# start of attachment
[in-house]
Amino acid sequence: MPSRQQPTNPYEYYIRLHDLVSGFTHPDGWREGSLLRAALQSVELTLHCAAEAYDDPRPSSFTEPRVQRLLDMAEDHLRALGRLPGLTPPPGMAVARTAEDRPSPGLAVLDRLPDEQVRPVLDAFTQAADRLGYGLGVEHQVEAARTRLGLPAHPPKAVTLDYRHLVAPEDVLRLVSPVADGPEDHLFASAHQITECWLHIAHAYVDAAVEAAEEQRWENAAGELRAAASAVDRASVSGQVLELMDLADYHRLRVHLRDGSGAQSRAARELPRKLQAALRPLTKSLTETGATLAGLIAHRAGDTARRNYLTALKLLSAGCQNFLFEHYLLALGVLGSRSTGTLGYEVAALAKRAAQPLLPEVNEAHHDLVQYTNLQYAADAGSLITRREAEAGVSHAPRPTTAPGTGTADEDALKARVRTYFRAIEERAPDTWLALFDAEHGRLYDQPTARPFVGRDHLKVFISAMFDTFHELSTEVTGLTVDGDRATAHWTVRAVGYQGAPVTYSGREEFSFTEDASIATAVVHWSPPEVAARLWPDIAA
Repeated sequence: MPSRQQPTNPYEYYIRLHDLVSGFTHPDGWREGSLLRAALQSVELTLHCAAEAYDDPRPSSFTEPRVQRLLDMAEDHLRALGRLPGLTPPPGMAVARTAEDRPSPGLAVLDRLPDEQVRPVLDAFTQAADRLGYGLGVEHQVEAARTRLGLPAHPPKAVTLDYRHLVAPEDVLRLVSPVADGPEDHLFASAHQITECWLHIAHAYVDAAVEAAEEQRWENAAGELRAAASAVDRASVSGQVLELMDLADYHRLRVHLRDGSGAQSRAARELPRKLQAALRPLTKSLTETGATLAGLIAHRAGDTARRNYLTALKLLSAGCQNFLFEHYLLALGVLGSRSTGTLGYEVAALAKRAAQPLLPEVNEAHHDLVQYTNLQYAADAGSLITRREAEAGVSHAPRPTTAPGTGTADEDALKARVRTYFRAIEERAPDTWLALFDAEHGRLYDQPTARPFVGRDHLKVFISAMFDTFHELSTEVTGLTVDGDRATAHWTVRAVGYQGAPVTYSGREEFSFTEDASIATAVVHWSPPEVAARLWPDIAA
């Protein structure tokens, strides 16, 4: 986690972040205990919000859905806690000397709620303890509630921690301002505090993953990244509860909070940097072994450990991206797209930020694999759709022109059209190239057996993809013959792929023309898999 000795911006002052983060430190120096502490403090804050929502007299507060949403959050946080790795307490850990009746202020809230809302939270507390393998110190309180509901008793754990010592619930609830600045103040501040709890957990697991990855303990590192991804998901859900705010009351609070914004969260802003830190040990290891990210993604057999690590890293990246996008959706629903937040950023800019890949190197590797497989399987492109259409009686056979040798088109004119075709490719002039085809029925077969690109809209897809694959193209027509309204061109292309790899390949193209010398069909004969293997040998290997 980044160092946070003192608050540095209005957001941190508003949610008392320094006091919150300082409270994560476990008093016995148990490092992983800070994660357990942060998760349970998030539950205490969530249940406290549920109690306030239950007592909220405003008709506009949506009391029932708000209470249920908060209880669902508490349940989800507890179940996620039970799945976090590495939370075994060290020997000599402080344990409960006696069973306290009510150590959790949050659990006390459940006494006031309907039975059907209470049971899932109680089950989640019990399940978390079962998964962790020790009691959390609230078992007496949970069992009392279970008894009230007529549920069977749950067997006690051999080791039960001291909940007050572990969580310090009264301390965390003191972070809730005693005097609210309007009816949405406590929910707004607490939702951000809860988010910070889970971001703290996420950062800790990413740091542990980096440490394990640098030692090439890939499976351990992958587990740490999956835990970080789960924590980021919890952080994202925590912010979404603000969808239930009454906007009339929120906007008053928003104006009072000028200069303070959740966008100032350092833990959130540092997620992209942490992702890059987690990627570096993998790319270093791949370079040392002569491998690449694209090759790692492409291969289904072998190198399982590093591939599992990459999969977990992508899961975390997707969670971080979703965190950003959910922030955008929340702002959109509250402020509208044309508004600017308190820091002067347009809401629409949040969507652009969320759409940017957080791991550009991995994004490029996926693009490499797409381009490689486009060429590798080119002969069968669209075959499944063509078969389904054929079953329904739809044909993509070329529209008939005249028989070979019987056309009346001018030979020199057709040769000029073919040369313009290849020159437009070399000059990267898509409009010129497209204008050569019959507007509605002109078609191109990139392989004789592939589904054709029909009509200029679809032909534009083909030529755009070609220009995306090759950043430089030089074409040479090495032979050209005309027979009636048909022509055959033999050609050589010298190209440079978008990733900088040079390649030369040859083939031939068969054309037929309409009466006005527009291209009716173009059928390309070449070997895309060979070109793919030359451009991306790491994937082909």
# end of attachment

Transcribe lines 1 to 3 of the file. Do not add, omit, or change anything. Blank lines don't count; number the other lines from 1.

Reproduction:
[in-house]
Amino acid sequence: MPSRQQPTNPYEYYIRLHDLVSGFTHPDGWREGSLLRAALQSVELTLHCAAEAYDDPRPSSFTEPRVQRLLDMAEDHLRALGRLPGLTPPPGMAVARTAEDRPSPGLAVLDRLPDEQVRPVLDAFTQAADRLGYGLGVEHQVEAARTRLGLPAHPPKAVTLDYRHLVAPEDVLRLVSPVADGPEDHLFASAHQITECWLHIAHAYVDAAVEAAEEQRWENAAGELRAAASAVDRASVSGQVLELMDLADYHRLRVHLRDGSGAQSRAARELPRKLQAALRPLTKSLTETGATLAGLIAHRAGDTARRNYLTALKLLSAGCQNFLFEHYLLALGVLGSRSTGTLGYEVAALAKRAAQPLLPEVNEAHHDLVQYTNLQYAADAGSLITRREAEAGVSHAPRPTTAPGTGTADEDALKARVRTYFRAIEERAPDTWLALFDAEHGRLYDQPTARPFVGRDHLKVFISAMFDTFHELSTEVTGLTVDGDRATAHWTVRAVGYQGAPVTYSGREEFSFTEDASIATAVVHWSPPEVAARLWPDIAA
Repeated sequence: MPSRQQPTNPYEYYIRLHDLVSGFTHPDGWREGSLLRAALQSVELTLHCAAEAYDDPRPSSFTEPRVQRLLDMAEDHLRALGRLPGLTPPPGMAVARTAEDRPSPGLAVLDRLPDEQVRPVLDAFTQAADRLGYGLGVEHQVEAARTRLGLPAHPPKAVTLDYRHLVAPEDVLRLVSPVADGPEDHLFASAHQITECWLHIAHAYVDAAVEAAEEQRWENAAGELRAAASAVDRASVSGQVLELMDLADYHRLRVHLRDGSGAQSRAARELPRKLQAALRPLTKSLTETGATLAGLIAHRAGDTARRNYLTALKLLSAGCQNFLFEHYLLALGVLGSRSTGTLGYEVAALAKRAAQPLLPEVNEAHHDLVQYTNLQYAADAGSLITRREAEAGVSHAPRPTTAPGTGTADEDALKARVRTYFRAIEERAPDTWLALFDAEHGRLYDQPTARPFVGRDHLKVFISAMFDTFHELSTEVTGLTVDGDRATAHWTVRAVGYQGAPVTYSGREEFSFTEDASIATAVVHWSPPEVAARLWPDIAA